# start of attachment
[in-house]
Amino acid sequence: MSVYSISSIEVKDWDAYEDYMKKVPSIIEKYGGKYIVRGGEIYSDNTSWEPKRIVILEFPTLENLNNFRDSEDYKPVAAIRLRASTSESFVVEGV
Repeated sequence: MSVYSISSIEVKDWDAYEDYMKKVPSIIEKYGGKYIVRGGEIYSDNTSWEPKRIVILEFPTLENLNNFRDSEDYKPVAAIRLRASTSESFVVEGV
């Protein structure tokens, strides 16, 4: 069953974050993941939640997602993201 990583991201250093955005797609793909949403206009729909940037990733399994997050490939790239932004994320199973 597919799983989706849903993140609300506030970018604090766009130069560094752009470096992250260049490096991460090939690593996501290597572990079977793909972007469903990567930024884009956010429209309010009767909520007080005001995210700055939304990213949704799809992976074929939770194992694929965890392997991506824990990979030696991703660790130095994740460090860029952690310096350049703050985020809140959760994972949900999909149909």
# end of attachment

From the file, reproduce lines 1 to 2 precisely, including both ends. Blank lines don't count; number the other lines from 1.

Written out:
[in-house]
Amino acid sequence: MSVYSISSIEVKDWDAYEDYMKKVPSIIEKYGGKYIVRGGEIYSDNTSWEPKRIVILEFPTLENLNNFRDSEDYKPVAAIRLRASTSESFVVEGV